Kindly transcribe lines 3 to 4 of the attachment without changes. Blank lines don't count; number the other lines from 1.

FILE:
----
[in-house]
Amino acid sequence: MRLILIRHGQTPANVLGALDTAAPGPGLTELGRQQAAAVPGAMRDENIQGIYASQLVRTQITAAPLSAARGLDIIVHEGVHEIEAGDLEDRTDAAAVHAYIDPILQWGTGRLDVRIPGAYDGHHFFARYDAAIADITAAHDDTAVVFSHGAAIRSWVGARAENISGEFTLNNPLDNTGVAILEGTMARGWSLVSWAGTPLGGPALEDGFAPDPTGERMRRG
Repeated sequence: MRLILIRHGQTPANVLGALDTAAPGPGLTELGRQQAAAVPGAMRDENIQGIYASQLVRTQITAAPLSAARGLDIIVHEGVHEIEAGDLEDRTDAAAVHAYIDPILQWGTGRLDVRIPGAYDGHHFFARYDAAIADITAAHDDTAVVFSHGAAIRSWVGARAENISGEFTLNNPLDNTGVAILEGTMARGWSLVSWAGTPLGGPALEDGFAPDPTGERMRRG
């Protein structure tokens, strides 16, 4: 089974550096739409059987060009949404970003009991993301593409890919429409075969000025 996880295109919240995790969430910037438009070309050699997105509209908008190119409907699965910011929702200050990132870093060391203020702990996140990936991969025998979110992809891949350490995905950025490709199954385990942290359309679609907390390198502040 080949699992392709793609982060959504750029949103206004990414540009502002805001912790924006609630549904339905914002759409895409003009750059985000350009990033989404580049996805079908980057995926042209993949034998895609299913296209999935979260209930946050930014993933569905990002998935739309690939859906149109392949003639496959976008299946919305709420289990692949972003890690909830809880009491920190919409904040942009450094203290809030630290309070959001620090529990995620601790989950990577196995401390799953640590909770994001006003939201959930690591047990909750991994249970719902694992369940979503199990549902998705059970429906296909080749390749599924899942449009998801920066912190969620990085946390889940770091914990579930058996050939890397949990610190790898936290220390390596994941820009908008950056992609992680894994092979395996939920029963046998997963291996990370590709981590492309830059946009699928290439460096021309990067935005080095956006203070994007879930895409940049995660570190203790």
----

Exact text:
Repeated sequence: MRLILIRHGQTPANVLGALDTAAPGPGLTELGRQQAAAVPGAMRDENIQGIYASQLVRTQITAAPLSAARGLDIIVHEGVHEIEAGDLEDRTDAAAVHAYIDPILQWGTGRLDVRIPGAYDGHHFFARYDAAIADITAAHDDTAVVFSHGAAIRSWVGARAENISGEFTLNNPLDNTGVAILEGTMARGWSLVSWAGTPLGGPALEDGFAPDPTGERMRRG
């Protein structure tokens, strides 16, 4: 089974550096739409059987060009949404970003009991993301593409890919429409075969000025 996880295109919240995790969430910037438009070309050699997105509209908008190119409907699965910011929702200050990132870093060391203020702990996140990936991969025998979110992809891949350490995905950025490709199954385990942290359309679609907390390198502040 080949699992392709793609982060959504750029949103206004990414540009502002805001912790924006609630549904339905914002759409895409003009750059985000350009990033989404580049996805079908980057995926042209993949034998895609299913296209999935979260209930946050930014993933569905990002998935739309690939859906149109392949003639496959976008299946919305709420289990692949972003890690909830809880009491920190919409904040942009450094203290809030630290309070959001620090529990995620601790989950990577196995401390799953640590909770994001006003939201959930690591047990909750991994249970719902694992369940979503199990549902998705059970429906296909080749390749599924899942449009998801920066912190969620990085946390889940770091914990579930058996050939890397949990610190790898936290220390390596994941820009908008950056992609992680894994092979395996939920029963046998997963291996990370590709981590492309830059946009699928290439460096021309990067935005080095956006203070994007879930895409940049995660570190203790």